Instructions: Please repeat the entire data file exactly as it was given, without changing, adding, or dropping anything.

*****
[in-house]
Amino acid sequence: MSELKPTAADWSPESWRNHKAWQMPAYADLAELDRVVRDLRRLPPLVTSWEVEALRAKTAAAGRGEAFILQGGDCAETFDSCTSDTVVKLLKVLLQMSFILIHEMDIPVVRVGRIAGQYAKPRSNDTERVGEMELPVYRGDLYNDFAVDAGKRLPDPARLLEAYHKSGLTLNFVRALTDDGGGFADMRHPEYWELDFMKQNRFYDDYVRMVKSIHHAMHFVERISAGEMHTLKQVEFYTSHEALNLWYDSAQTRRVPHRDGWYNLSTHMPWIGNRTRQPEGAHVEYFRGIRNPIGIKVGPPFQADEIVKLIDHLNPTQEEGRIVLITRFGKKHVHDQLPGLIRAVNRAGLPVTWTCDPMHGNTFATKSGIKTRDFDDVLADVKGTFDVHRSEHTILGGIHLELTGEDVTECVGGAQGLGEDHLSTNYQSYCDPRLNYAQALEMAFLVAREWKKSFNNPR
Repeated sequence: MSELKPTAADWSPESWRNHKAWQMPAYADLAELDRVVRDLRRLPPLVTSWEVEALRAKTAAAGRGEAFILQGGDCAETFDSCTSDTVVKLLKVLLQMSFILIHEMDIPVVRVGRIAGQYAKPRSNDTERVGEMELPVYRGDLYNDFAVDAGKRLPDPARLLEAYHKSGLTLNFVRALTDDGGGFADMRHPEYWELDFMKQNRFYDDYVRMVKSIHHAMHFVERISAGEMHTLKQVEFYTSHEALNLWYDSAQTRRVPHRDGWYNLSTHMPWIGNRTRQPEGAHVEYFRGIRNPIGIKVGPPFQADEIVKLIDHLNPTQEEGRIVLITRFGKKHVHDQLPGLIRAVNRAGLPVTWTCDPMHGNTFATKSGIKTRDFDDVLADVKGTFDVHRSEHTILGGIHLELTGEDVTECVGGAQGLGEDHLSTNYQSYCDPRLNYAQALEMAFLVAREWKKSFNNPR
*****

[in-house]
Amino acid sequence: MSELKPTAADWSPESWRNHKAWQMPAYADLAELDRVVRDLRRLPPLVTSWEVEALRAKTAAAGRGEAFILQGGDCAETFDSCTSDTVVKLLKVLLQMSFILIHEMDIPVVRVGRIAGQYAKPRSNDTERVGEMELPVYRGDLYNDFAVDAGKRLPDPARLLEAYHKSGLTLNFVRALTDDGGGFADMRHPEYWELDFMKQNRFYDDYVRMVKSIHHAMHFVERISAGEMHTLKQVEFYTSHEALNLWYDSAQTRRVPHRDGWYNLSTHMPWIGNRTRQPEGAHVEYFRGIRNPIGIKVGPPFQADEIVKLIDHLNPTQEEGRIVLITRFGKKHVHDQLPGLIRAVNRAGLPVTWTCDPMHGNTFATKSGIKTRDFDDVLADVKGTFDVHRSEHTILGGIHLELTGEDVTECVGGAQGLGEDHLSTNYQSYCDPRLNYAQALEMAFLVAREWKKSFNNPR
Repeated sequence: MSELKPTAADWSPESWRNHKAWQMPAYADLAELDRVVRDLRRLPPLVTSWEVEALRAKTAAAGRGEAFILQGGDCAETFDSCTSDTVVKLLKVLLQMSFILIHEMDIPVVRVGRIAGQYAKPRSNDTERVGEMELPVYRGDLYNDFAVDAGKRLPDPARLLEAYHKSGLTLNFVRALTDDGGGFADMRHPEYWELDFMKQNRFYDDYVRMVKSIHHAMHFVERISAGEMHTLKQVEFYTSHEALNLWYDSAQTRRVPHRDGWYNLSTHMPWIGNRTRQPEGAHVEYFRGIRNPIGIKVGPPFQADEIVKLIDHLNPTQEEGRIVLITRFGKKHVHDQLPGLIRAVNRAGLPVTWTCDPMHGNTFATKSGIKTRDFDDVLADVKGTFDVHRSEHTILGGIHLELTGEDVTECVGGAQGLGEDHLSTNYQSYCDPRLNYAQALEMAFLVAREWKKSFNNPR